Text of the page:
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Your Shoes, My Shoes


Download links and information about Your Shoes, My Shoes by Tom Paxton. This album was released in 2002 and it belongs to Rock, Songwriter/Lyricist, Kids, Contemporary Folk genres. It contains 15 tracks with total duration of 37:38 minutes.

Artist: Tom Paxton
Release date: 2002
Genre: Rock, Songwriter/Lyricist, Kids, Contemporary Folk
Tracks: 15
Duration: 37:38
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Buy on Amazon $9.49


No. Title Length
1. Your Shoes, My Shoes 2:41
2. Barney Skit 0:37
3. Barney Ate My Homework 3:02
4. It's Time-Out Time Again 2:22
5. My Giraffe 2:33
6. Boogaloo Bob 2:35
7. It's Arithmetic Baby 3:28
8. C-H-I-C-K-E-N 2:06
9. The Pizza That Ate Chicago 3:00
10. Somebody Burped 2:07
11. The Worms Come Crawling Underground 3:12
12. A Bull Named Bob 2:18
13. I'm a Raisin In a Bowl of Raisin Bran 1:48
14. The Kid Behind the Mirror 2:59
15. Peace Will Come 2:50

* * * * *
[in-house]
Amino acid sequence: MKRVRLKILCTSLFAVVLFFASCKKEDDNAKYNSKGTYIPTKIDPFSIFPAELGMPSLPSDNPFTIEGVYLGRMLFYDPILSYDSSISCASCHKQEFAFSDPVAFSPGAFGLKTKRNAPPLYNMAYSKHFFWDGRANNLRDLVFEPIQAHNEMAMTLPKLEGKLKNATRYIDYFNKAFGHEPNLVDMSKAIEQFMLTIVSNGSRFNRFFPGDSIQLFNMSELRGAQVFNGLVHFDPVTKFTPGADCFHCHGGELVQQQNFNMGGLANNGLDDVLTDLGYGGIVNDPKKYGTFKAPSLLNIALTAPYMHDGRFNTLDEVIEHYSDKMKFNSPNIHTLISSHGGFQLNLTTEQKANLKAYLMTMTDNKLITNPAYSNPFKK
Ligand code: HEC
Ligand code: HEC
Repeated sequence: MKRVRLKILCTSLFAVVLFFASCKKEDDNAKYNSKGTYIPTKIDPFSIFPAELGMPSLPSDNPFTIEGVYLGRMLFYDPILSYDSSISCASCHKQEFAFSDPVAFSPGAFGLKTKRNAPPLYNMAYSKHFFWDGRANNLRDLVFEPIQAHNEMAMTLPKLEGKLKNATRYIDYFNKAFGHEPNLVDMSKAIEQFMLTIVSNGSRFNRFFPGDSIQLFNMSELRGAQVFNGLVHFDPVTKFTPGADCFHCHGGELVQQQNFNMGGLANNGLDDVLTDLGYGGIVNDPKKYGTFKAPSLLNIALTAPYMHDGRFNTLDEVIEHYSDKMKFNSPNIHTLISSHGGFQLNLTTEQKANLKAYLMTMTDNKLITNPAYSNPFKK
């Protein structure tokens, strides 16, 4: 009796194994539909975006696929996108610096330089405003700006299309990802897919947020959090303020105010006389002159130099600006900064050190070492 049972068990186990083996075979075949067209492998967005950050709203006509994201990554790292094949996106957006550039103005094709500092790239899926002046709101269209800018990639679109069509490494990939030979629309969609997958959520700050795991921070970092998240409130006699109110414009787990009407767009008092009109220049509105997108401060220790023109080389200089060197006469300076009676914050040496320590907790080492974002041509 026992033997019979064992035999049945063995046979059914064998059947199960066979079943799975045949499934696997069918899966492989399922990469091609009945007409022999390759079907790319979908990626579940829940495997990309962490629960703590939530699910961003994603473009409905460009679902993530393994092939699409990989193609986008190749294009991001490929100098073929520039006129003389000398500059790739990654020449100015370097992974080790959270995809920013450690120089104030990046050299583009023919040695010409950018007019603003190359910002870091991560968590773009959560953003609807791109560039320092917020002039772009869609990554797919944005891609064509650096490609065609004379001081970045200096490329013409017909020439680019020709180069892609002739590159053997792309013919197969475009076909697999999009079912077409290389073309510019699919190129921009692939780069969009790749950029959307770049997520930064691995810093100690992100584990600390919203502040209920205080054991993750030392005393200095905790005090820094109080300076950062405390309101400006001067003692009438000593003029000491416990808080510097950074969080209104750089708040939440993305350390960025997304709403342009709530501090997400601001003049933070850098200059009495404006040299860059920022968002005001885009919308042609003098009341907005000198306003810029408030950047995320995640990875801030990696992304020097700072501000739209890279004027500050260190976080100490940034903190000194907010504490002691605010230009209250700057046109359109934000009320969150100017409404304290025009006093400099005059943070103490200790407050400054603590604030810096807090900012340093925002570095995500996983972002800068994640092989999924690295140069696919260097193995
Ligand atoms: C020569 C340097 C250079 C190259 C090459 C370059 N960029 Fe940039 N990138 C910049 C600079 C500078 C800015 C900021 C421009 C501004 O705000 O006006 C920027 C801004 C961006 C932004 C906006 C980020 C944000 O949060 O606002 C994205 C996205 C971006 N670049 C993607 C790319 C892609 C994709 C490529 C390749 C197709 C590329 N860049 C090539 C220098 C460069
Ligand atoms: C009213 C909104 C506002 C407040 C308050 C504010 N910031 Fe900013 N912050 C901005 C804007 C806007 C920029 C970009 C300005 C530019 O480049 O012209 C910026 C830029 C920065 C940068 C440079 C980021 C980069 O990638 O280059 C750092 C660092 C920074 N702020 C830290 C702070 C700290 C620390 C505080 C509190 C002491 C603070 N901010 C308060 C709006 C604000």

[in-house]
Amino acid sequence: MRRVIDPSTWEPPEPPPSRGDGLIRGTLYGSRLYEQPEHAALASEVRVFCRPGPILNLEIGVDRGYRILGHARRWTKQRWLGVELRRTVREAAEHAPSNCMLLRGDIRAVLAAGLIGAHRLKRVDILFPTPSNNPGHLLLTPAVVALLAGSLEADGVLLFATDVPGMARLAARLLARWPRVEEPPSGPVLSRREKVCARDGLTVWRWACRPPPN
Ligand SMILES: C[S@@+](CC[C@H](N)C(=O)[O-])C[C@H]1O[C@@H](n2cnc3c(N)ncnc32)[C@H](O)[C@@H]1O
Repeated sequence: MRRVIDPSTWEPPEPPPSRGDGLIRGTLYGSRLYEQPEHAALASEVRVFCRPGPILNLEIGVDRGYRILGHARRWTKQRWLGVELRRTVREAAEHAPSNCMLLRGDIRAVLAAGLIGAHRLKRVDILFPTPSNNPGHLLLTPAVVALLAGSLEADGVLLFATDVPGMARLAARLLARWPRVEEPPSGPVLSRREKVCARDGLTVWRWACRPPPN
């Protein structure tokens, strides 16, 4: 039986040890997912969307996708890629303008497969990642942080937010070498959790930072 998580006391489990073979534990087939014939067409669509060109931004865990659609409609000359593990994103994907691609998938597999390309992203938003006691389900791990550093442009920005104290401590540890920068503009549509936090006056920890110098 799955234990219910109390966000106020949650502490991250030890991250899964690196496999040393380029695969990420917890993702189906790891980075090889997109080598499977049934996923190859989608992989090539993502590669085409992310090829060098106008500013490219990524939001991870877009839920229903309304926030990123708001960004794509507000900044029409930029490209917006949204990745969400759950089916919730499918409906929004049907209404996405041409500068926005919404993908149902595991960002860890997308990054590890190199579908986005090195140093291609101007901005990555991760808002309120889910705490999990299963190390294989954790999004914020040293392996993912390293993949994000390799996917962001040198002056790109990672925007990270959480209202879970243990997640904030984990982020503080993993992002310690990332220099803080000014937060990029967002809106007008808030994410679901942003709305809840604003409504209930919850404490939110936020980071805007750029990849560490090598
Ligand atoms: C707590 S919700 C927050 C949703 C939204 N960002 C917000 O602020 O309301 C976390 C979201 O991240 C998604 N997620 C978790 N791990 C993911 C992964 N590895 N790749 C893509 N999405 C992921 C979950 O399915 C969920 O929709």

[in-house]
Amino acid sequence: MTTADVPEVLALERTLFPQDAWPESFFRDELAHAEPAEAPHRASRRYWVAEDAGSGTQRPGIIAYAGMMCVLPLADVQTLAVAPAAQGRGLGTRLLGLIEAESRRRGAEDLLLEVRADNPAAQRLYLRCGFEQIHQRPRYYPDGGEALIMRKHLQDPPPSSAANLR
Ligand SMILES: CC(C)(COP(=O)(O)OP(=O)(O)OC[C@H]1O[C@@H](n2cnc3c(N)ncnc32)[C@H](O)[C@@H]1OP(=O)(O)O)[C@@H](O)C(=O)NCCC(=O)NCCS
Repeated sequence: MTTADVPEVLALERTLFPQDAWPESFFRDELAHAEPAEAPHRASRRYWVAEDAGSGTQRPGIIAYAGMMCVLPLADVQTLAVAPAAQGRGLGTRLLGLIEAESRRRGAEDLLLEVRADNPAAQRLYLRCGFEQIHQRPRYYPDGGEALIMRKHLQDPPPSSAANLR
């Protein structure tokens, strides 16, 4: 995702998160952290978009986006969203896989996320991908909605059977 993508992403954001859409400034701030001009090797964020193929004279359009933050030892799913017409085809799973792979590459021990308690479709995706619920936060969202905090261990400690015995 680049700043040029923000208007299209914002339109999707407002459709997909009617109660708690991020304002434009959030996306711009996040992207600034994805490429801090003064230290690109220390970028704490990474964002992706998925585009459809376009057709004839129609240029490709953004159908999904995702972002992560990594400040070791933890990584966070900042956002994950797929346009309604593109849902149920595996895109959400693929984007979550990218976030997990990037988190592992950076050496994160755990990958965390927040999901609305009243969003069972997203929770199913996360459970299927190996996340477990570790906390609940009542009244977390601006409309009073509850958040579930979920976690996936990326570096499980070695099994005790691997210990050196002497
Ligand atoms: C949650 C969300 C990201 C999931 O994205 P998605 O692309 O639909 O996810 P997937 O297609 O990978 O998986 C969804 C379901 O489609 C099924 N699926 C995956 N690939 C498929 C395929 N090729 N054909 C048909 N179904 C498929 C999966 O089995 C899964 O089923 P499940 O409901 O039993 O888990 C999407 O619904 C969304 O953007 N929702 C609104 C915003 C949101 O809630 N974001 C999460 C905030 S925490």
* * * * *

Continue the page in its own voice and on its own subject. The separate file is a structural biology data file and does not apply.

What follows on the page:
Tom Paxton has a message that he's determined to spread, whether one happens to be three or 80. He's also determined to have a good time doing it. On Your Shoes, My Shoes he zeroes in on the young and young at heart, offering 16 selections that champion a wide range of liberal issues. The title cut takes the listener on a walking tour with Martin Luther King and Rosa Parks through the Civil Rights movement, while "The Kid Behind the Mirror" offers a positive spin on overcoming one's awkward years. Paxton also throws in a good bit of nonsense to keep the right-wingers off guard. "Barney Ate My Homework" may qualify as the worst excuse ever dreamed up for not having one's homework, while "C-H-I-C-K-E-N" lets one know how much fun it is to be a chicken. Things get even more bizarre on "The Pizza That Ate Chicago," a song that will remind one more of a B-horror film than folk music. Parents are sure to love "Somebody Burped" and "The Worms Come Crawling Underground," the first exulting the joys of drinking too much pop, the latter the pleasures that worms have as "they make their dinners, out of those poor sinners." Paxton is joined by a child or a group of children who sing along on most of the album. This works great on nonsensical pieces, but turns cloying on idealistic ones like "Peace Will Come." It isn't that the message is a turn off; just the fact of being beaten over the head with it. Overall, Your Shoes, My Shoes offers fun music, good tunes, and lots of idealism. What more could one wish for in a children's album? ~ Ronnie D. Lankford, Jr., Rovi